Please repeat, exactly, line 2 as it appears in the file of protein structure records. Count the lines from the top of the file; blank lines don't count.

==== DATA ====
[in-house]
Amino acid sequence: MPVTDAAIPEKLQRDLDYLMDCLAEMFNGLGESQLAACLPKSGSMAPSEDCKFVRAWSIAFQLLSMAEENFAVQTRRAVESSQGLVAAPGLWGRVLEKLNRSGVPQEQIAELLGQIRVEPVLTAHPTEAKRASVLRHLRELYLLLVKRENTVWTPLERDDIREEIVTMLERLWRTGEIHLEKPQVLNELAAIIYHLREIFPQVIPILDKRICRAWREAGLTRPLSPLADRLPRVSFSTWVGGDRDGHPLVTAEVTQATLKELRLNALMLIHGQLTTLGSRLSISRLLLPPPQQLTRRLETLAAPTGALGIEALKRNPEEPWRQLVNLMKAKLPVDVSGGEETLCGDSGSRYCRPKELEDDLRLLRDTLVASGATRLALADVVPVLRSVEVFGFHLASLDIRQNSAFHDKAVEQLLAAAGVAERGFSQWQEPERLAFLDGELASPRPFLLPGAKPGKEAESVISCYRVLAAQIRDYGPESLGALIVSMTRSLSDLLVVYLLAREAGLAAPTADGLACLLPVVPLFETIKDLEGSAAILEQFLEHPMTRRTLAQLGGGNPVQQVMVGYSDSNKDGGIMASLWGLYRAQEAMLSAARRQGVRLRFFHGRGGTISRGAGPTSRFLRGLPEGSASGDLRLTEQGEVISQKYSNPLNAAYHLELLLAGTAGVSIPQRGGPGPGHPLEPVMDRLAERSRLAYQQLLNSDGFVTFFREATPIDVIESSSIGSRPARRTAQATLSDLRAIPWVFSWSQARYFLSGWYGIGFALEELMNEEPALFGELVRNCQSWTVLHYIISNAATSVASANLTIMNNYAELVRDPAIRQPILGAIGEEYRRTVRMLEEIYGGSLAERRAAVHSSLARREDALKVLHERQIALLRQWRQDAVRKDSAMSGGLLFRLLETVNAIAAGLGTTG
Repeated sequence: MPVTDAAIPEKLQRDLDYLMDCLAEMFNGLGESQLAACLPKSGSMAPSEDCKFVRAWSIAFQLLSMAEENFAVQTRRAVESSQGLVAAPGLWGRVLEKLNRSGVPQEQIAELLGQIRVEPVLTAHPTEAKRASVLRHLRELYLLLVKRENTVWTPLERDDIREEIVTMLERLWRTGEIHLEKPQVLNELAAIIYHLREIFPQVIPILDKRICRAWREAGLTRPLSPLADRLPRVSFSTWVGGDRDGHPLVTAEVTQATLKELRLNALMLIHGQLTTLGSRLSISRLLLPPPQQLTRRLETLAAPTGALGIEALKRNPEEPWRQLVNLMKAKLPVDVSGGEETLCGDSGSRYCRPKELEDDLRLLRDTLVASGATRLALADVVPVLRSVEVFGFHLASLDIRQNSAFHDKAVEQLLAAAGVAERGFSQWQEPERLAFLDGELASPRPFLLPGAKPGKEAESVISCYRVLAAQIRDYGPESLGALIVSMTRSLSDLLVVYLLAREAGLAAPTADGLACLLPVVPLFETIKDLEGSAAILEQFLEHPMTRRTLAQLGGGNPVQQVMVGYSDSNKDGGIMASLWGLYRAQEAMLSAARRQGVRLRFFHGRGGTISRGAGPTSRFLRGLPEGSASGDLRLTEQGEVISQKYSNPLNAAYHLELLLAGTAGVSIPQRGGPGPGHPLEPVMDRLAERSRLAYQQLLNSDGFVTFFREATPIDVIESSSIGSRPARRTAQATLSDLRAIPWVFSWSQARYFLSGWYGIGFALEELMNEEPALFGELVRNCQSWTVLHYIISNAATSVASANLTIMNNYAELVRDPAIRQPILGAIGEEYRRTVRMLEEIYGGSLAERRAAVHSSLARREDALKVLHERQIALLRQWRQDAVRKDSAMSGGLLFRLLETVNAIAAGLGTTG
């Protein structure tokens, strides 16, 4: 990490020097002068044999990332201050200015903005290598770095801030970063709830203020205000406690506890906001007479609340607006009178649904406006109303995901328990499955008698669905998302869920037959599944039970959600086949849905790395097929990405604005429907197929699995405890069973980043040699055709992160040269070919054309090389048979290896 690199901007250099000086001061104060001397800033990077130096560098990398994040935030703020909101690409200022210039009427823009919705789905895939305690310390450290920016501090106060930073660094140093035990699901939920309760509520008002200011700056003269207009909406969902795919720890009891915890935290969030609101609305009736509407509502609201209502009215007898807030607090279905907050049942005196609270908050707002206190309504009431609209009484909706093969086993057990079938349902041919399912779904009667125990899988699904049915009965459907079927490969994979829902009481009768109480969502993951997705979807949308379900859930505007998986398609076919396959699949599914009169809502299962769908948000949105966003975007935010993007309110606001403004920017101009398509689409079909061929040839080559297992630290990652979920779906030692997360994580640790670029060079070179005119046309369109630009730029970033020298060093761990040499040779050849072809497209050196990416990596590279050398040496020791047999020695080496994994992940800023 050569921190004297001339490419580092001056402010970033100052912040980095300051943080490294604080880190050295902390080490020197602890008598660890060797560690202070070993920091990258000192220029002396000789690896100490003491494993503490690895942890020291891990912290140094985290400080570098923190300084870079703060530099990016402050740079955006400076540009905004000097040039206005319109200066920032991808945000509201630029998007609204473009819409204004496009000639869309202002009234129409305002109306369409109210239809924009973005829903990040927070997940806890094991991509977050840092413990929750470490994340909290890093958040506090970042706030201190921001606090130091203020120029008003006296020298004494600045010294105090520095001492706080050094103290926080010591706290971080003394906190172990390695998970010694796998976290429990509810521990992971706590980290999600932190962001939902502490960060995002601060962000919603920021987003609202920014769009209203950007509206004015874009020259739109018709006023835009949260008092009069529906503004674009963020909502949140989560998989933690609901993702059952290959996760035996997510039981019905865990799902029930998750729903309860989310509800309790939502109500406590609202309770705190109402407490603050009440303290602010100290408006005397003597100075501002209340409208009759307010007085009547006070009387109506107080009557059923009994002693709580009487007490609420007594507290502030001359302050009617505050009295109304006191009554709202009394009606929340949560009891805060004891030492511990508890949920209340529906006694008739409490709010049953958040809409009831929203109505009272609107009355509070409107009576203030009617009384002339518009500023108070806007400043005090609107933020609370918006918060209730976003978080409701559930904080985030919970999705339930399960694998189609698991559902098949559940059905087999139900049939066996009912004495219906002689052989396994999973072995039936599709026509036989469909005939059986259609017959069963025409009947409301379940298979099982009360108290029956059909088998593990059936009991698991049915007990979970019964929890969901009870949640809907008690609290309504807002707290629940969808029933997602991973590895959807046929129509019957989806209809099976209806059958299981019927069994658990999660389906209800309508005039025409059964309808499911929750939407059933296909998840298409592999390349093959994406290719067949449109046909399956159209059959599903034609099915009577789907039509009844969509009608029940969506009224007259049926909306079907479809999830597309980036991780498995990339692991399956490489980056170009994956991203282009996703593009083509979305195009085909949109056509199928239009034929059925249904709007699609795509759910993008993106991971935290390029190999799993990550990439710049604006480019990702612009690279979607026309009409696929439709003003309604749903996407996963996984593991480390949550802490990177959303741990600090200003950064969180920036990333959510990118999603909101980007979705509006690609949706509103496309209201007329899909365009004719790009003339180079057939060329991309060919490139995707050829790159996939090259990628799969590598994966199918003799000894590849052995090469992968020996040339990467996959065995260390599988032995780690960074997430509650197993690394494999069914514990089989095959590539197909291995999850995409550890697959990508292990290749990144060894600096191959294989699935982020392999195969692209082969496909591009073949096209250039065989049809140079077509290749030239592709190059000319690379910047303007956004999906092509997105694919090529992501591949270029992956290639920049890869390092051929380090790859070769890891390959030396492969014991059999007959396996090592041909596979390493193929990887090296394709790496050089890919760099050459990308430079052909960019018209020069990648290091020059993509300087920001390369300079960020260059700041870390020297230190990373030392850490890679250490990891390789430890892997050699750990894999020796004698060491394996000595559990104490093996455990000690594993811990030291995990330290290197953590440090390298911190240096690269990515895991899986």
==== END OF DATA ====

Amino acid sequence: MPVTDAAIPEKLQRDLDYLMDCLAEMFNGLGESQLAACLPKSGSMAPSEDCKFVRAWSIAFQLLSMAEENFAVQTRRAVESSQGLVAAPGLWGRVLEKLNRSGVPQEQIAELLGQIRVEPVLTAHPTEAKRASVLRHLRELYLLLVKRENTVWTPLERDDIREEIVTMLERLWRTGEIHLEKPQVLNELAAIIYHLREIFPQVIPILDKRICRAWREAGLTRPLSPLADRLPRVSFSTWVGGDRDGHPLVTAEVTQATLKELRLNALMLIHGQLTTLGSRLSISRLLLPPPQQLTRRLETLAAPTGALGIEALKRNPEEPWRQLVNLMKAKLPVDVSGGEETLCGDSGSRYCRPKELEDDLRLLRDTLVASGATRLALADVVPVLRSVEVFGFHLASLDIRQNSAFHDKAVEQLLAAAGVAERGFSQWQEPERLAFLDGELASPRPFLLPGAKPGKEAESVISCYRVLAAQIRDYGPESLGALIVSMTRSLSDLLVVYLLAREAGLAAPTADGLACLLPVVPLFETIKDLEGSAAILEQFLEHPMTRRTLAQLGGGNPVQQVMVGYSDSNKDGGIMASLWGLYRAQEAMLSAARRQGVRLRFFHGRGGTISRGAGPTSRFLRGLPEGSASGDLRLTEQGEVISQKYSNPLNAAYHLELLLAGTAGVSIPQRGGPGPGHPLEPVMDRLAERSRLAYQQLLNSDGFVTFFREATPIDVIESSSIGSRPARRTAQATLSDLRAIPWVFSWSQARYFLSGWYGIGFALEELMNEEPALFGELVRNCQSWTVLHYIISNAATSVASANLTIMNNYAELVRDPAIRQPILGAIGEEYRRTVRMLEEIYGGSLAERRAAVHSSLARREDALKVLHERQIALLRQWRQDAVRKDSAMSGGLLFRLLETVNAIAAGLGTTG